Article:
The leftist single-payer-healthcare-monopoly-pushers DO NOT WANT anyone remembering what McGuinty's Liberals put Aucoin through.
Liberals want Ontarians to forget about Suzanne Aucoin.
McGuinty wants us to forget that Aucoin was a precedent for Anzarut.
The Liberals do not want Ontarians to ask about, or to remember, why Ontario Ombudsman Andre Marin had to investigate the McGuinty government's pathetic behaviour in the Aucoin case: see Liberal Healthcare Duplicity: pages 8, 9, 45, 56, 62 ,69, 70, 71, 72 ,73 ,74, 75]
Many Americans are fully aware of Obamacare's inherent death-panels: even New York Times writer and darling of the left, Paul Krugman, has already said death-panels and tax-increases are part-and-parcel of Obamacare. Krugman confirmed what Palin had been saying.
(...and by June 2013, Americans, too, would sadly come face-to-face with Kathleen Sebelius' nightmare of state-run health-despotism in action, in their own country, foisted by their own government.
“Some people live. Some people die,” said Sibelius - and her government death panel decides! Tommy Douglas or Dalton McGuinty or George Smitherman couldn't have said it better themselves.)
Obamacare's 15-person death panel is in the works: the official name for this Demon-cratic Star-Chamber of Health-care Cuts is the innocuous-sounding Independent Payment Advisory Boad (IPAB).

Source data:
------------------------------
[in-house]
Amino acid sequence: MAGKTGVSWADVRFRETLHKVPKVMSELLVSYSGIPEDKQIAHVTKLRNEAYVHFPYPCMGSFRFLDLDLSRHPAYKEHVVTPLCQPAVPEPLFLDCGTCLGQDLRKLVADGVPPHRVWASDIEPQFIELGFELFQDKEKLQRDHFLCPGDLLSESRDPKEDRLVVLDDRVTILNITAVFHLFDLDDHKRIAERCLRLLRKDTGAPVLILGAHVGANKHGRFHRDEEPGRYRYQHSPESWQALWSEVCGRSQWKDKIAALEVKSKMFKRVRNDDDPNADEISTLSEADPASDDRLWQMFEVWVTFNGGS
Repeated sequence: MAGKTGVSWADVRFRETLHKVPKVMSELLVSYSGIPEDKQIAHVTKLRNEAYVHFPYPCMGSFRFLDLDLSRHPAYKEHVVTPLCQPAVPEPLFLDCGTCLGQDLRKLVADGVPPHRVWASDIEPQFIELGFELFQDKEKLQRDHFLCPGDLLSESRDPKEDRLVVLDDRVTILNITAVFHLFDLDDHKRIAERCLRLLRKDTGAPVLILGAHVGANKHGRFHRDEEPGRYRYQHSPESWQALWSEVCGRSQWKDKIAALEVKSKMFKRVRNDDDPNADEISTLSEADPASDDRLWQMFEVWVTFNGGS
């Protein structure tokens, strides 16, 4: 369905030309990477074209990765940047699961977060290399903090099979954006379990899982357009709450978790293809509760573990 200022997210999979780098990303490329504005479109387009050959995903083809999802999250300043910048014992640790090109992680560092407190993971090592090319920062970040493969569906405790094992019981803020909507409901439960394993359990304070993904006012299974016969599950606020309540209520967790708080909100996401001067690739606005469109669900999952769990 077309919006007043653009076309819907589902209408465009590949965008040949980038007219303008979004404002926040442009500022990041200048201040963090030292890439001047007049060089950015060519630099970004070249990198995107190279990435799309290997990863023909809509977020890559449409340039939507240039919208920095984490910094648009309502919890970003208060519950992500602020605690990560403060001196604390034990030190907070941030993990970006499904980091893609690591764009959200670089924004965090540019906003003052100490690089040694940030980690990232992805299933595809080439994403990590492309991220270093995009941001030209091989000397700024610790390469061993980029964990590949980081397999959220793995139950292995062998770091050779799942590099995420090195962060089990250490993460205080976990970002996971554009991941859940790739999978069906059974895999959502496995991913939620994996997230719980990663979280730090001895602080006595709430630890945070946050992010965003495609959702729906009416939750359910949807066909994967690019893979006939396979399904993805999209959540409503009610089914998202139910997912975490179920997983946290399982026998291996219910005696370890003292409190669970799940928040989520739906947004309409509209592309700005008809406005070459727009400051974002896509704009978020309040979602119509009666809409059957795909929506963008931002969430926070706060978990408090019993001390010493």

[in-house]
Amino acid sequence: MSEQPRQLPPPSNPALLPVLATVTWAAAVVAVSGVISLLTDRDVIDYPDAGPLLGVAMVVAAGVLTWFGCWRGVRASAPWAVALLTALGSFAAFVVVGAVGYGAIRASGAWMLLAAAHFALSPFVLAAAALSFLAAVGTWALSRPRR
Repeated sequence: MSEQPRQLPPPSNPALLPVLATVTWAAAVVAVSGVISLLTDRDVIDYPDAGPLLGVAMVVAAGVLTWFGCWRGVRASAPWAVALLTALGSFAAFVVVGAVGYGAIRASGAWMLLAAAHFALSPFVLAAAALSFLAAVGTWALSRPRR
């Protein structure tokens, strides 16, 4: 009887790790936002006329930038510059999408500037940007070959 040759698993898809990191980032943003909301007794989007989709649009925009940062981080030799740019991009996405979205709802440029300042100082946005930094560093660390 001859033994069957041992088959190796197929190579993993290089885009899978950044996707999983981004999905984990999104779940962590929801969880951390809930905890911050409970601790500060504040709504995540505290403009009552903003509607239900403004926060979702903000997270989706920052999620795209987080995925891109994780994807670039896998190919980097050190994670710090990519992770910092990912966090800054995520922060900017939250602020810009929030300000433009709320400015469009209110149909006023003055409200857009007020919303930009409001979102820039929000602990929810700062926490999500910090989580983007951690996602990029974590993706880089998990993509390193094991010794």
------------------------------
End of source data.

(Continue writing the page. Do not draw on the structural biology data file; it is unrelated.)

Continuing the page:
Then, in the Sept.16, 2012 New York Times, Steven Rattner, another darling of the left, wrote an article pleading to Obama 'we need death panels'! Too bad wikipedia and politicheck somehow can`t get the updates about their mythical 'myth of death panels' on their sites!!
Rattner and Krugman yearn for death panels, yet the smug liberal-left still stubbornly pretends that 'Palin was wrong'; still insists that somehow Obamacare isn't about the state attacking the elderly; the helpless.
Maybe Michael Den Tandt will now grace us with some of his grand insightful criticism of Krugman's and Rattner's and Sibelius' positions!!
After all, look at the leftist garbage which Den Tandt was smugly spewing in the Mar.27, 2010 St.Catharines Standard (which, no doubt, the local Liberal Jim Bradley-voting morons giddily ate up):
"...Many Canadians, perhaps most, have been bemused by the tenor of the debate down south. Obama's plan extends health care to millions more Americans, but it is a far cry from a universal, state-run system.
To call it socialism, let alone a dictatorial abuse of power, or an invitation to "death panels," all terms being bandied about online and on the talk shows, is worse than stupid. These are grotesque fabrications and exaggerations ..." Really, Mikey???!!
Do ya, ummm... maybe wanna revisit your own bullshit, worse-than-stupid assessment now?!
The "grotesque fabrications and exaggerations" being bandied about, were YOURS, Mr. Den Tandt!!
Or, maybe Mindy Jacobs or some other St.Catharines Standard lefty hack will now honour us with their smug criticism of Krugman or Rattner... eh, how about that, Wendy Metcalfe...? (never happened; can't have that...)